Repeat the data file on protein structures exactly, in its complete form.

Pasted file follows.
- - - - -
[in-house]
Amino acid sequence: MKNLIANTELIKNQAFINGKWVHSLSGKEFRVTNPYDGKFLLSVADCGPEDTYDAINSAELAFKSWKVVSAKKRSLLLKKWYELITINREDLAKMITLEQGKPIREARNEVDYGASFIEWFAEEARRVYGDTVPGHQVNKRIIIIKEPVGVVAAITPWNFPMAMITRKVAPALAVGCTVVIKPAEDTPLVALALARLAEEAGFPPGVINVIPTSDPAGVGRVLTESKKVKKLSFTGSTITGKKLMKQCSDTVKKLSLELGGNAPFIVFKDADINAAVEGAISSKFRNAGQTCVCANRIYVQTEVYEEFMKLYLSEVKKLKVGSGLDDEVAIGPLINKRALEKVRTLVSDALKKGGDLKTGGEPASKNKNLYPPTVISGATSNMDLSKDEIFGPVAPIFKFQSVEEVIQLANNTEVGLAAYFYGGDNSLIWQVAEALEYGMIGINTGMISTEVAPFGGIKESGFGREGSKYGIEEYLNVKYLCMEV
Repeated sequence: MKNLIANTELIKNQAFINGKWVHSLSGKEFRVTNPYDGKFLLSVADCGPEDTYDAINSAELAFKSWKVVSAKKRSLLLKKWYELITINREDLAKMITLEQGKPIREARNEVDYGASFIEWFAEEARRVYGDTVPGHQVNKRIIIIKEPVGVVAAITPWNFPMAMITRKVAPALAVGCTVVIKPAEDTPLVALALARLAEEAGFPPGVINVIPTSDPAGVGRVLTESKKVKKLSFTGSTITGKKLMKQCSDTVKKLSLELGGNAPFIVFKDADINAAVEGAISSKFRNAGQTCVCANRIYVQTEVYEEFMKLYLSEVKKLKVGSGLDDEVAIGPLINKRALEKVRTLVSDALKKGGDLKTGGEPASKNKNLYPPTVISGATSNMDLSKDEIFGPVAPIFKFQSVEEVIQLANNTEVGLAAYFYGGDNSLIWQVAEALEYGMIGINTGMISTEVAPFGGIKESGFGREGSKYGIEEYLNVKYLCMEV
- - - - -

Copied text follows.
[in-house]
Amino acid sequence: MKNLIANTELIKNQAFINGKWVHSLSGKEFRVTNPYDGKFLLSVADCGPEDTYDAINSAELAFKSWKVVSAKKRSLLLKKWYELITINREDLAKMITLEQGKPIREARNEVDYGASFIEWFAEEARRVYGDTVPGHQVNKRIIIIKEPVGVVAAITPWNFPMAMITRKVAPALAVGCTVVIKPAEDTPLVALALARLAEEAGFPPGVINVIPTSDPAGVGRVLTESKKVKKLSFTGSTITGKKLMKQCSDTVKKLSLELGGNAPFIVFKDADINAAVEGAISSKFRNAGQTCVCANRIYVQTEVYEEFMKLYLSEVKKLKVGSGLDDEVAIGPLINKRALEKVRTLVSDALKKGGDLKTGGEPASKNKNLYPPTVISGATSNMDLSKDEIFGPVAPIFKFQSVEEVIQLANNTEVGLAAYFYGGDNSLIWQVAEALEYGMIGINTGMISTEVAPFGGIKESGFGREGSKYGIEEYLNVKYLCMEV
Repeated sequence: MKNLIANTELIKNQAFINGKWVHSLSGKEFRVTNPYDGKFLLSVADCGPEDTYDAINSAELAFKSWKVVSAKKRSLLLKKWYELITINREDLAKMITLEQGKPIREARNEVDYGASFIEWFAEEARRVYGDTVPGHQVNKRIIIIKEPVGVVAAITPWNFPMAMITRKVAPALAVGCTVVIKPAEDTPLVALALARLAEEAGFPPGVINVIPTSDPAGVGRVLTESKKVKKLSFTGSTITGKKLMKQCSDTVKKLSLELGGNAPFIVFKDADINAAVEGAISSKFRNAGQTCVCANRIYVQTEVYEEFMKLYLSEVKKLKVGSGLDDEVAIGPLINKRALEKVRTLVSDALKKGGDLKTGGEPASKNKNLYPPTVISGATSNMDLSKDEIFGPVAPIFKFQSVEEVIQLANNTEVGLAAYFYGGDNSLIWQVAEALEYGMIGINTGMISTEVAPFGGIKESGFGREGSKYGIEEYLNVKYLCMEV